Amplifiers are a vital component - while the loudspeaker reproduces the sound with a varying degree of accuracy, a speaker can only be as accurate as the signal sent to it. While there are an endless supply of meaningless buzz-words attached to almost all amplifiers, there are meaningful numbers as well.
Perhaps the most commonly flaunted number is "watts RMS". This is, very simply, a measure of power - in other words, what would happen if the signal were rectified to DC from an AC sine wave, and the wattage (volts multiplied by ampres) were measured. While there are several other forms of measurement also employed today, such as "music power" or "PMPO", these are almost always meaningless, and should be treated as marketing baloney.
An amplifier's RMS output is usually stated at a given impeadance - for example, 120w into 8 ohms, or 200w into 4 ohms. This is basic electronic physics - current is equal to the voltage divided by impeadance (ohms), and if a given voltage is applied to half the impeadance, the resulting current - and hence, wattage - will double. This only occurs in the best of amplifiers, though: with the exception of some massive Nelson Pass designs, inefficiency and internal resistance within the amplifier - if not simply the internal power supply - will limit output to a bit less than double.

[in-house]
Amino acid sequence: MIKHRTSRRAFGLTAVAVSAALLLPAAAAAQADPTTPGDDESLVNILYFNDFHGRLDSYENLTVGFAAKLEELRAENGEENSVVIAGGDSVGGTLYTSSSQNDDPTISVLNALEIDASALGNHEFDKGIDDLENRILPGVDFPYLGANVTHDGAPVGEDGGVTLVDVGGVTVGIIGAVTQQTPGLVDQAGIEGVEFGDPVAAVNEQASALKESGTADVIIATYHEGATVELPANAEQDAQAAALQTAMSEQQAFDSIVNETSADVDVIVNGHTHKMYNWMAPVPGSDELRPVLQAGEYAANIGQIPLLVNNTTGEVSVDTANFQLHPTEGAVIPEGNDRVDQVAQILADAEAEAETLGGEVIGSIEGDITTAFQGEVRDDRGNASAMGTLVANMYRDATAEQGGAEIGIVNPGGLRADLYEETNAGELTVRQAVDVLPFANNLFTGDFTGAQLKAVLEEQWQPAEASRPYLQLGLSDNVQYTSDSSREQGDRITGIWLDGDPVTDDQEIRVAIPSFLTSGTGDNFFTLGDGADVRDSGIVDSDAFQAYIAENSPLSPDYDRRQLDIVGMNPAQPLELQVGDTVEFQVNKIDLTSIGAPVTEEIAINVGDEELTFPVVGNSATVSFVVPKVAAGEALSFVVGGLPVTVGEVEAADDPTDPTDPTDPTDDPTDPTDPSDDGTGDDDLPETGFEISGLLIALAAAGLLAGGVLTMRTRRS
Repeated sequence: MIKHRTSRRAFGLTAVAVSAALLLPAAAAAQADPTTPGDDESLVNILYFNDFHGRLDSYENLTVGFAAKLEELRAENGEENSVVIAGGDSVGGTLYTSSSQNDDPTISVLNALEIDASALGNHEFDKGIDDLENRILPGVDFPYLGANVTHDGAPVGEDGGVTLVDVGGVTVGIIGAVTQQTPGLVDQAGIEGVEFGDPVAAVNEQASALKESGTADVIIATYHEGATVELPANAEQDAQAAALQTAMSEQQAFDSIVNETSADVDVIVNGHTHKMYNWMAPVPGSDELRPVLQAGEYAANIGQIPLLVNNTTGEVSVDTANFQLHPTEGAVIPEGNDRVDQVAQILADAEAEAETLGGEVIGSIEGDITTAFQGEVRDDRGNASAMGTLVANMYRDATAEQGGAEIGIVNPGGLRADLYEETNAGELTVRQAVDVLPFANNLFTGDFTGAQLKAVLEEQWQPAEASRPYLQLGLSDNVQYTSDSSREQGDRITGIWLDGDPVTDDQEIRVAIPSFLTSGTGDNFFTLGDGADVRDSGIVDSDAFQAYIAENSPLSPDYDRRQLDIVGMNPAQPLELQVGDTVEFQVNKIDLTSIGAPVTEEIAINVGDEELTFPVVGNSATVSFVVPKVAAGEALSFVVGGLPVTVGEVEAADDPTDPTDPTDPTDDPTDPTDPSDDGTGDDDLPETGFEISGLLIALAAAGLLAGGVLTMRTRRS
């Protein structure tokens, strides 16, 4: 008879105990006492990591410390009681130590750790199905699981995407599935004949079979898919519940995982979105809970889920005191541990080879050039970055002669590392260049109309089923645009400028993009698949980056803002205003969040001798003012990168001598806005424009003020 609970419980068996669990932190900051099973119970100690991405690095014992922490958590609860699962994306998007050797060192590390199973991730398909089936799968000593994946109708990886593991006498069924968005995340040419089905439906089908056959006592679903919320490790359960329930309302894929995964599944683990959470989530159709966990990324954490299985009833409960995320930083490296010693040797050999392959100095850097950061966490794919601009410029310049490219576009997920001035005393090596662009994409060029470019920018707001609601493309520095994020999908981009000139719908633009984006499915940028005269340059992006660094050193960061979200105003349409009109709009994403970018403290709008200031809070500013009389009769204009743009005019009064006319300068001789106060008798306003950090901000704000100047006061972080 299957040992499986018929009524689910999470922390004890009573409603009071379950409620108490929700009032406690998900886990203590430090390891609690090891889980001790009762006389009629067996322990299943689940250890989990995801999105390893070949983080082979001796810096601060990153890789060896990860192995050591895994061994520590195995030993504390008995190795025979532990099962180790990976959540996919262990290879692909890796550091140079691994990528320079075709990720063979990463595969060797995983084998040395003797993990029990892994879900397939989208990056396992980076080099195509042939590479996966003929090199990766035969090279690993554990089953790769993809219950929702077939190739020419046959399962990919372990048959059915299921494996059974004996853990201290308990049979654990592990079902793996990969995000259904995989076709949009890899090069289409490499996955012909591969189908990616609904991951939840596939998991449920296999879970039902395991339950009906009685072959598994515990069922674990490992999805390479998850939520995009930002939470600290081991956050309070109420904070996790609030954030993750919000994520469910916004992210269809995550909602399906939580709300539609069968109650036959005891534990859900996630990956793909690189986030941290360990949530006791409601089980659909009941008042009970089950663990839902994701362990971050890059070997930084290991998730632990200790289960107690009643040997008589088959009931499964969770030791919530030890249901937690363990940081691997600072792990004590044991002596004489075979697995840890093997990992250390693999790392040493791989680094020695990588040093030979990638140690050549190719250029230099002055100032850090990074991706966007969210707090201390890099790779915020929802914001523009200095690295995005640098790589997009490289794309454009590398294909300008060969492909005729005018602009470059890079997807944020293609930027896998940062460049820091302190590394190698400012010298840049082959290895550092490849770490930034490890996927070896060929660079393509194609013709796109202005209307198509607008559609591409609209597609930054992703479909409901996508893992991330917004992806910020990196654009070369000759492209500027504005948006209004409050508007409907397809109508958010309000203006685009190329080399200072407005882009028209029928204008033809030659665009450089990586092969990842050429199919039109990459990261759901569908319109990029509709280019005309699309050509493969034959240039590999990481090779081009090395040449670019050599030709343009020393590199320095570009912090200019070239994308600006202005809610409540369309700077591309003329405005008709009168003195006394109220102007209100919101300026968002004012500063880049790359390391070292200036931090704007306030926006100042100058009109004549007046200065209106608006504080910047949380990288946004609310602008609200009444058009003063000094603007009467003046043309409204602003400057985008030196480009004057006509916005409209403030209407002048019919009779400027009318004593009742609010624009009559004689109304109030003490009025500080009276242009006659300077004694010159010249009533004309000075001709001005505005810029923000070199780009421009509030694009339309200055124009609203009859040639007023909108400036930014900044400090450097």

Some cheaply-made amplifiers are only capable of driving an 8-ohm load. While it's usually safe to use them with a 6-ohm load (common on some home-theater speakers), a 4-ohm load will cause too much current to flow through the output transistors on the amplifer - which will, in turn, cause it to overheat and die.
As much as it is flaunted, raw power is not a measure of quality. Much like speaker drivers, amplifiers also have a measurement of distortion - but they must also include residual noise from the power supply and crosstalk. This is abbreviated to THD+N, and is the benchmark for audio quality.
However, there are several tricks in measurement to look out for. First, almost all but the highest-quality amplifiers distort more at higher frequencies; as such, the THD+N is measured at a very low frequency, and this may give misleading results - especially on some cheaply-made class-D amplifiers. Secondly, distortion will often increase as the power output increases - make sure that the THD+N rating is at no less than 1/10th the rated maximum output power, or roughly half maximum volume.